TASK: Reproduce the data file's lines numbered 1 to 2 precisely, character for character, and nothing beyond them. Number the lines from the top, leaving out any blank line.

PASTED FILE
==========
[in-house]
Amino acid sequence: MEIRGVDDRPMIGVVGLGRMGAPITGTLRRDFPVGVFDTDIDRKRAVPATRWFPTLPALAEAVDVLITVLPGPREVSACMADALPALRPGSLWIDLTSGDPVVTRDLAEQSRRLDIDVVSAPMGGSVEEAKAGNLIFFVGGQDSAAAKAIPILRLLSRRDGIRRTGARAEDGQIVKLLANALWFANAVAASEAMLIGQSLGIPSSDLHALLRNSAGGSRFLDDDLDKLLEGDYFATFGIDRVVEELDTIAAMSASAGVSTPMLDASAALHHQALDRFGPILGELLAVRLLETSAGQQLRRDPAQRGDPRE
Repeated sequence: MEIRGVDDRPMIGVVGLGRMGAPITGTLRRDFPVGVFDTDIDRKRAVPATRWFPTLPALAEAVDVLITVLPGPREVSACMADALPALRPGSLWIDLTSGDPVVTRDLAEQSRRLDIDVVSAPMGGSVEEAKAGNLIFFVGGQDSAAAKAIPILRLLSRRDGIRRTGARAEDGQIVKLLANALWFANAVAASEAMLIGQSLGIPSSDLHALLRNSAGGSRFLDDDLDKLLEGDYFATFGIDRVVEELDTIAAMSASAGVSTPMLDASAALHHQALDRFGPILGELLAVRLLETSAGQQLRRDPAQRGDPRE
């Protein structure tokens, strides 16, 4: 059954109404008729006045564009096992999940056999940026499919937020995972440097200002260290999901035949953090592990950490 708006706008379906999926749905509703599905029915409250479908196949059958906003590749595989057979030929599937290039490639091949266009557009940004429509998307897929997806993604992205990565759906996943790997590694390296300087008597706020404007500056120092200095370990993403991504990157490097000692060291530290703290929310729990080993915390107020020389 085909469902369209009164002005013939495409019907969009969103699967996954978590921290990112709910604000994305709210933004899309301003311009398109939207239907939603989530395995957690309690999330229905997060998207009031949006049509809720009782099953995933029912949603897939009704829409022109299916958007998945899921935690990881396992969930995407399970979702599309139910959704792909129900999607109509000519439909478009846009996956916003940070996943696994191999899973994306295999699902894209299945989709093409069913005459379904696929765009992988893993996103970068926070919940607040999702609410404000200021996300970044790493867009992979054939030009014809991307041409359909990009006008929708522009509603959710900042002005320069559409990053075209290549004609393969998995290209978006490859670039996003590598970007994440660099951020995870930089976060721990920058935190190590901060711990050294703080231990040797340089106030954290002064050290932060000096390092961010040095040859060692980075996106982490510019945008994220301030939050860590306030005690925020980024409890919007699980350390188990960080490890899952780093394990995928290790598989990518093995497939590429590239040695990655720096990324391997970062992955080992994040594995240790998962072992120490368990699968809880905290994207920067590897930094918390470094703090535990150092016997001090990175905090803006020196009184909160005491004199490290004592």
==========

[in-house]
Amino acid sequence: MEIRGVDDRPMIGVVGLGRMGAPITGTLRRDFPVGVFDTDIDRKRAVPATRWFPTLPALAEAVDVLITVLPGPREVSACMADALPALRPGSLWIDLTSGDPVVTRDLAEQSRRLDIDVVSAPMGGSVEEAKAGNLIFFVGGQDSAAAKAIPILRLLSRRDGIRRTGARAEDGQIVKLLANALWFANAVAASEAMLIGQSLGIPSSDLHALLRNSAGGSRFLDDDLDKLLEGDYFATFGIDRVVEELDTIAAMSASAGVSTPMLDASAALHHQALDRFGPILGELLAVRLLETSAGQQLRRDPAQRGDPRE